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RCCG Miracle Land Dundalk
Friday, February 10 2017

Contributor: Alex Alajiki


Last week, we started with the introduction of the books of 1&2 Corinthians. 1 Corinthians was written by Paul in respond to the moral failures of the Corinthian Church. He provided an important model on how the church should handle the problem of sin and other important issues which was misunderstood by the Church. We must have it behind our mind, as we progress in this studies, that the Corinthian Church was a gentile (Non Jewish) Church.

Today, we are looking at the first seventeen verses of chapter one. Paul started with salutation to the Church, followed by commending them that they came short in no spiritual gifts. He then addressed the issue of division in the Church.

  1. Greeting: 1 Corin.1:1-3

Paul, called to be an apostle of Jesus Christ through the will of God, and Sosthenes our brother,2 To the church of God which is at Corinth, to those who are sanctified in Christ Jesus, called to be saints, with all who in every place call on the name of Jesus Christ our Lord, both theirs and ours:3 Grace to you and peace from God our Father and the Lord Jesus Christ.

Paul, by the will of God, was the apostle to the gentiles (Non-Jews) and brought the gospel to Corinth (Acts 18:1-8,11). The Church in Corinth was the fruit of his ministry (1 Corin. 9:2;             2 Corin. 3:1-4). He wrote with full authority. His words were not to be ignored.

Paul defined the Church as;

(a) “those who are sanctified (Made Pure) in Christ Jesus, called to be saints (Holy),”

(b) “all who in every place call upon the name of our Lord Jesus Christ”

We clearly see that the Church consist of those who are sanctified in Christ (Blood washed) and call upon the name of the Lord Jesus Christ (Pray in the name of Jesus our Lord). This is the best way to define those who are members of the Church of Christ and not just members of a local assembly.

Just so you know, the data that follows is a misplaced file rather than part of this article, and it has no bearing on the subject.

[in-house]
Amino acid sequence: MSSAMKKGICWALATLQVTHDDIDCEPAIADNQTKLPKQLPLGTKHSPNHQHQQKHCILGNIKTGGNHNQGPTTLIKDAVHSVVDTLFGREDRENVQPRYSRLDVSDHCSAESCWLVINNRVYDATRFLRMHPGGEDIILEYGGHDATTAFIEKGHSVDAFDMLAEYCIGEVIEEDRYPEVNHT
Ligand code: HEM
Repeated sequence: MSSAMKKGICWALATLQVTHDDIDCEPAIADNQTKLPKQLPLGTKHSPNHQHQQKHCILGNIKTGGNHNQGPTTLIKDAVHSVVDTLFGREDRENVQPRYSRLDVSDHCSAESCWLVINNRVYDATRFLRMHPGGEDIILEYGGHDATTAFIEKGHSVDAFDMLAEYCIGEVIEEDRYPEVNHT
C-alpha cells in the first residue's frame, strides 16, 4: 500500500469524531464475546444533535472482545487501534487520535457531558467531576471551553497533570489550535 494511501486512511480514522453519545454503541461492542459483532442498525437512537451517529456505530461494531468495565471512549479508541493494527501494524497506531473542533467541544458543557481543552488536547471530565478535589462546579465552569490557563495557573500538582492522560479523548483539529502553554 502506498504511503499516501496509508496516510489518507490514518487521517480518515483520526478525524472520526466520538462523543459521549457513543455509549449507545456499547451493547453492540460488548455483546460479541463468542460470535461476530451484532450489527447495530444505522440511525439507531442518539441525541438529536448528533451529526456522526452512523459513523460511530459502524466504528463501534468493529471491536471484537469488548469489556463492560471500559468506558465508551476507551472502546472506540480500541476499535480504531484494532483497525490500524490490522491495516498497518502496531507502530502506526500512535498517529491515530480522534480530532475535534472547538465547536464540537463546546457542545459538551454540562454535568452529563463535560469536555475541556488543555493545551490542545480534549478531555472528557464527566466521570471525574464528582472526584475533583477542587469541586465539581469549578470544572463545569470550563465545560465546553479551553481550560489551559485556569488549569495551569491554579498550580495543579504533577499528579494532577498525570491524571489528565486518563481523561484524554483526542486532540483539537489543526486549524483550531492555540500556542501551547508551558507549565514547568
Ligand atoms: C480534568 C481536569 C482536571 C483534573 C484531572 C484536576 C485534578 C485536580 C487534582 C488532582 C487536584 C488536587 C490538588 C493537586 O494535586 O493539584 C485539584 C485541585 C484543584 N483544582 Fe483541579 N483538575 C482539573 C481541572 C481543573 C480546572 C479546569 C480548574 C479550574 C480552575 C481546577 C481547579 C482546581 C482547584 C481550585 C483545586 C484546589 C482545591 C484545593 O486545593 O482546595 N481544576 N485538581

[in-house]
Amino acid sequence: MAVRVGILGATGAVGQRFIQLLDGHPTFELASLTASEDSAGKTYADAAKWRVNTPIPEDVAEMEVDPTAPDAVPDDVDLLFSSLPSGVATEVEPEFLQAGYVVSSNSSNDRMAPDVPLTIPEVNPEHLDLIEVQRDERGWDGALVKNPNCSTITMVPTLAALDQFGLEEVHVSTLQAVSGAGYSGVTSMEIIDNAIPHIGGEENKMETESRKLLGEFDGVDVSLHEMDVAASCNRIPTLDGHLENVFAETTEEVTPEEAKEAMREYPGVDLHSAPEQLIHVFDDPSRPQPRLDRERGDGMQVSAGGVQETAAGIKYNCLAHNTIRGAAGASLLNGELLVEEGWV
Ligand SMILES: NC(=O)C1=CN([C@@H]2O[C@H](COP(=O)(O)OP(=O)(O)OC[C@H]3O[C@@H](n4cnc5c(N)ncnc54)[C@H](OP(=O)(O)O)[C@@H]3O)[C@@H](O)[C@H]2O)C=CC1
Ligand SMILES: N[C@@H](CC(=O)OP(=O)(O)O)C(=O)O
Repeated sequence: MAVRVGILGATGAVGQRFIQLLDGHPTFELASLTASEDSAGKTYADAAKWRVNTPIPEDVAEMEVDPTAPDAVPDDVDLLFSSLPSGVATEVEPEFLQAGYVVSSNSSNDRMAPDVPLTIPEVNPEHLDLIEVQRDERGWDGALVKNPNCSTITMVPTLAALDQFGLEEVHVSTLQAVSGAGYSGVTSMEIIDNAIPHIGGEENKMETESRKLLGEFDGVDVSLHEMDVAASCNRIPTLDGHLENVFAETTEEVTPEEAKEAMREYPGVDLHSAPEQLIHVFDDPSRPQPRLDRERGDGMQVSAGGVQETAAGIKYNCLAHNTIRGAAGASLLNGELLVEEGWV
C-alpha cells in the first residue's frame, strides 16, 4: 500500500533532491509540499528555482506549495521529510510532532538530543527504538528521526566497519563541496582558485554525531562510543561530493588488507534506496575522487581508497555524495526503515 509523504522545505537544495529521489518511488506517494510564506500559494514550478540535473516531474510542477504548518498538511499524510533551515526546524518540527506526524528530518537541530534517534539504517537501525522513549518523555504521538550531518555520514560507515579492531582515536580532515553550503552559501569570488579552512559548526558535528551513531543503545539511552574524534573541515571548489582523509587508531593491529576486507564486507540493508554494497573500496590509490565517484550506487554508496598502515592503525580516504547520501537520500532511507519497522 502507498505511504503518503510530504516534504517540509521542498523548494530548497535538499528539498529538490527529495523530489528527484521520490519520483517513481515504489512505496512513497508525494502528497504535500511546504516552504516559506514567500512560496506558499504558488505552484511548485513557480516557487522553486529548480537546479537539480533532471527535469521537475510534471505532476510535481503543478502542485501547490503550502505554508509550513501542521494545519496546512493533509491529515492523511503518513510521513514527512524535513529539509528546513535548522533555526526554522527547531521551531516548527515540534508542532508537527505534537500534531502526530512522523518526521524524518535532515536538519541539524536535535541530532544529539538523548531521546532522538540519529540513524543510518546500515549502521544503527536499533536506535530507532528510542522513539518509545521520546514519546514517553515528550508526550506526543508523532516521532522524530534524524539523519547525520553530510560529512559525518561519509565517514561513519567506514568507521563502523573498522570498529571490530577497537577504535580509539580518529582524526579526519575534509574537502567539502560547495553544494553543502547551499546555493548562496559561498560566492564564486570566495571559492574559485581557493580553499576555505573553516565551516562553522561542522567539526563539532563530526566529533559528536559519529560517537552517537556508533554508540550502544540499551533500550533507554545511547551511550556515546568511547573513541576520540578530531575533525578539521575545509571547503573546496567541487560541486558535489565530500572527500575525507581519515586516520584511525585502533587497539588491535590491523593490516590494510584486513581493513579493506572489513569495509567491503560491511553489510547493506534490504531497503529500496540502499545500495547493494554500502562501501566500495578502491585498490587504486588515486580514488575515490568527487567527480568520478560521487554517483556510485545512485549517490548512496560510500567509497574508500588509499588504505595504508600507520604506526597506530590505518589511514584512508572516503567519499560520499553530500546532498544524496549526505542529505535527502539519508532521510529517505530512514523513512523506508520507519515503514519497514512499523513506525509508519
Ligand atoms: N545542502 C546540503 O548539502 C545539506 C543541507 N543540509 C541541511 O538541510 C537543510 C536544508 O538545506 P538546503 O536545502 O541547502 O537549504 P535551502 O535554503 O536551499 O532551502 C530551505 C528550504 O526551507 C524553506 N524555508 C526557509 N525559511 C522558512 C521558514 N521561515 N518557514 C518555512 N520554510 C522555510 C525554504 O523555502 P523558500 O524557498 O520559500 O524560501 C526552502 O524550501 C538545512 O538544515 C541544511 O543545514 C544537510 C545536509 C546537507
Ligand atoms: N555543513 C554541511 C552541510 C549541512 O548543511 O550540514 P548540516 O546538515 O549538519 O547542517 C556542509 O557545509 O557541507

Paul emphasised their connection with other Christians, both in Corinth and elsewhere. Some groups in Corinth were acting as if they were the only real Christians (Corin.1:11-12, 14:36).

Paul’s epistle, though addressed to the saints at Corinth, was also written to the church at large (all who in every place call on the name of Jesus Christ our Lord, both theirs and ours). That is, Paul’s teaching to the saints at Corinth is just as applicable and just as authoritative for the church at Philippi, Ephesus, London, Dublin, Lagos and anywhere in the world (1 Corin. 4:16-17).

  1. Spiritual Gifts at Corinth: 1 Corin.1:4-9

I thank my God always concerning you for the grace of God which was given to you by Christ Jesus, 5 that you were enriched in everything by Him in all utterance and all knowledge, 6 even as the testimony of Christ was confirmed in you, 7 so that you come short in no gift, eagerly waiting for the revelation of our Lord Jesus Christ, 8 who will also confirm you to the end, that you may be blameless in the day of our Lord Jesus Christ. 9 God is faithful, by whom you were called into the fellowship of His Son, Jesus Christ our Lord.

The normal expectation, based on the reports Paul got about the Church, will be to start with rebuke, but Paul was kind to them and he wrote to them in a gentle manner. He knew that they had not been Christians for a long time. Here is a church that has begun to listen to false teachers and who is challenging Paul’s authority. Here is a church which condones immorality and “unconditionally accepts” a man whose sin shocks the unbelieving pagans of that city. Here is a church whose personal conflicts are being aired out before unbelieving eyes in secular courts. How can Paul possibly give thanks?